bert.castro.pic


IT’S nice to remember our experiences as first-timers here in America specially those who migrated here during the 1970s.

They were funny but sometimes downright embarrassing.

I remember when we stayed for a week at my uncle’s house in San Francisco on our way to our destination, New York City.

He was a relative on my mother’s side.

It was almost winter time then and my tropically-weathered body was new to the bone-chilling cold of winter.

“You will need this,” admonished my 60-year-old uncle who had just retired from the U.S. Army, and he then handed me a very thick coat similar to those brown jackets worn by American soldiers in the 2nd World War movies.

“Oh, thank you Uncle, you are so generous,” I said.

“This new coat must have cost you a fortune.”

“Not really, I just bought them from the Salvation Army,” he muttered matter-of-factly.

“Is that your military unit, Uncle?” I asked him.

He just answered with a little chuckle.

One time in New York, I happened to stroll around the Union Square area and I saw a big store named Salvation Army, where second hand clothing were donated and anyone who wanted to save more money could salvage anything for just a few dollars.

I wore them proudly to say the least, and even boasted loudly at the parties, “My uncle bought this for me from Salvation Army.”

Now in hindsight, I now knew why my friends were laughing at me behind my back.   

One more thing I remember now with embarrassment was when I started working.

Being new to the job I was not accustomed to a lot of things, the American way.

One early morning, I was the first one to come to the office.

Normally, the department secretary would be the one to set up the Coffee Maker by the pantry at a corner’s end.

Upon seeing that the container was still full from yesterday, and not knowing how to brew a new one, I decided just to turn on the machine.

A few minutes later, the comptroller came in and proceeded first to get a mugful of coffee before going to his office.

Then he suddenly stepped out of his room, rushing to the sink, trying to cover his mouth so as not to spill out the warm liquid.

Then he blurted out to me, “Did you make this coffee?”

I answered, “I just re-heated it since the pot is still full.”

He was red-faced and probably cursing himself, “Son of a gun...”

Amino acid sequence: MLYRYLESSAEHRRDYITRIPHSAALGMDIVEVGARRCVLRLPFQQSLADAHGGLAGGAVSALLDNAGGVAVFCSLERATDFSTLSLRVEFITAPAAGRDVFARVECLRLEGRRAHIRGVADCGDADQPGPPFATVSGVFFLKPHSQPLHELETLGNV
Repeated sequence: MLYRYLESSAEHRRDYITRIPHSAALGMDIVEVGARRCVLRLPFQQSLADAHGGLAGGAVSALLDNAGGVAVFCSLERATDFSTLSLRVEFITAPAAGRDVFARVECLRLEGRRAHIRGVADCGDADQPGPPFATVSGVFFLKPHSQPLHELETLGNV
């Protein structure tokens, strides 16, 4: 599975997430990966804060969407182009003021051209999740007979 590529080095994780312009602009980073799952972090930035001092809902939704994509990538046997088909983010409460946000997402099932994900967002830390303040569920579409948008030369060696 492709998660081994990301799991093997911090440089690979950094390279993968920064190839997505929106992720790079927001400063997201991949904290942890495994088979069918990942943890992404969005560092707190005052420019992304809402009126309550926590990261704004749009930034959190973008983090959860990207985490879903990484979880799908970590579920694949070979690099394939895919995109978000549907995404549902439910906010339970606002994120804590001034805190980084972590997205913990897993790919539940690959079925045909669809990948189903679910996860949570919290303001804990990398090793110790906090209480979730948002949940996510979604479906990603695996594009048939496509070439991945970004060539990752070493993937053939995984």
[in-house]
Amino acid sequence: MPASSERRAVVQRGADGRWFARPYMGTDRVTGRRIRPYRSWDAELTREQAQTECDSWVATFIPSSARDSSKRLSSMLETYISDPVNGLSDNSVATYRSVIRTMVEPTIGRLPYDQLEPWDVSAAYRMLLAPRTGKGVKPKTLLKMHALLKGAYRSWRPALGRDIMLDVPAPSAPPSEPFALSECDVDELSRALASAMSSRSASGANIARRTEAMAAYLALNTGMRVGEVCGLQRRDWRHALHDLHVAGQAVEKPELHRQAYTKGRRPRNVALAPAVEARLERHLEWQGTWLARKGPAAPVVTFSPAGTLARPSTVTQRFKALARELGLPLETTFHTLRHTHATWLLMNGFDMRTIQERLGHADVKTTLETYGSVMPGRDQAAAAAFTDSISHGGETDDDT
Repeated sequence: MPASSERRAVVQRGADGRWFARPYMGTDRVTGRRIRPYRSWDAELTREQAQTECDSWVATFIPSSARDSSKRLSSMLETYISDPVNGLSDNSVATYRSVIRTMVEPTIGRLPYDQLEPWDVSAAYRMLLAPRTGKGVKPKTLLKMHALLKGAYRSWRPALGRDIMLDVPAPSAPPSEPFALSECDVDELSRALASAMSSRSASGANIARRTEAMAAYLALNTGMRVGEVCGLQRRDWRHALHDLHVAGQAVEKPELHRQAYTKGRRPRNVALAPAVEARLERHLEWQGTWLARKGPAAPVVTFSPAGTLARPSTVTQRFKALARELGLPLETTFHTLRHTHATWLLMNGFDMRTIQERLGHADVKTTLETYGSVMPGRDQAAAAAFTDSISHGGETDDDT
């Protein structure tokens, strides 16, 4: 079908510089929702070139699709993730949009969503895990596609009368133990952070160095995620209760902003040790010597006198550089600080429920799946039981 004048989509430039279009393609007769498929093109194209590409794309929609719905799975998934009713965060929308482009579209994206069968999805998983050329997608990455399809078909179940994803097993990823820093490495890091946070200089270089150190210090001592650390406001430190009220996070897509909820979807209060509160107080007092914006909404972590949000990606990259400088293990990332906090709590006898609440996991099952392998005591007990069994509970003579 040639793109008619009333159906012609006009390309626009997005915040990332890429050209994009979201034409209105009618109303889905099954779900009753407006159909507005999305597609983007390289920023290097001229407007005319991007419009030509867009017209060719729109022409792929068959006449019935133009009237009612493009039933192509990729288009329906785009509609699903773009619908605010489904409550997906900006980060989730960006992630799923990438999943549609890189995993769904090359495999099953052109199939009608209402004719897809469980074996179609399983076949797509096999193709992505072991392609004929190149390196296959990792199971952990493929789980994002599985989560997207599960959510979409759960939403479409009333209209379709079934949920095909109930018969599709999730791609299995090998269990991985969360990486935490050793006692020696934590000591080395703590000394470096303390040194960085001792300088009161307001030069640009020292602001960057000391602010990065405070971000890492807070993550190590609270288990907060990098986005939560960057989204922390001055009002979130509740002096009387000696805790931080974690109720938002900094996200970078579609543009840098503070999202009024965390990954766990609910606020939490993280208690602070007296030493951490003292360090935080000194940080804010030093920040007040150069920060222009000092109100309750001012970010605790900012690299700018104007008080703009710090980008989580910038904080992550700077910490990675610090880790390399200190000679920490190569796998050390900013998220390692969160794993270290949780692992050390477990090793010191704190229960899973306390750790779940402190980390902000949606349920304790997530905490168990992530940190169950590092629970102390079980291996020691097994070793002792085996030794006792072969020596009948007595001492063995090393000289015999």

Where we grew up back home, we don’t throw away such stuff.

Sometimes, we keep re-heating the left-overs or boiling the Batangas Barako ground coffee at least two more times.

That experience is one lesson learned.

Now I shivered at the thought of my company’s VIP talking badly to his peers and family about this newly hired employee.

Filling up an application form for employment is another strange episode for me here.

Back home, it was easy then.

It’s very simple and straight-forward.

At the recruiting office, the Human Resources handed me some form to fill up.

When I thought I had covered up everything, a very beautiful blonde came back to me and motioned me to follow her to her cubicle.

“Let’s just review your application form first before you go to the interview,” she told me.

“You see, on this form you wrote on the question about ‘Eyes’ — ‘20/20.’ The question is about the color of your ‘Eyes’ and not about your ‘Vision.’ Your answer actually should either be either ‘Black, Blue, Green or Brown.’”

“Oh, I see,” I laughed nervously.

“Stupid me! I didn’t know about that. But my eyes are black and white. So should I write that?”

The lady burst into laughter again.

“No,” she was laughing again.

“The white color of your eye’s pupil is not included in the question.”

“Okay, let’s go to the next correction.”

“This one here is about the question of the color of your ‘Hair’ and you wrote here ‘Curly.’ I see that you have a curly hair but the answer should really be either ‘Black, Blond or Brown, etc.’”

I scratched my head and was very apologetic.

I whispered to myself in disgust.

“Here I am just in the filling-up-the-application stage and now I am woefully failing already.”

I felt like running out the door in shame.

The interview with the manager finally came.

My feelings then were not about the questions-and-answers interchange.

I had no feelings of anxieties and I responded to the questions with self-assured confidence — thinking at the back of my mind that I wouldn’t be hired anyway because of the earlier fiasco.

But lo and behold!

The officer asked me if I could start working the next Monday.

Hallelujah!

Thank you Lord.

On the way out, passing by the beautiful blonde’s desk, she congratulated me and told me aside, “You are very funny. We need a company comedian here. Welcome aboard!”

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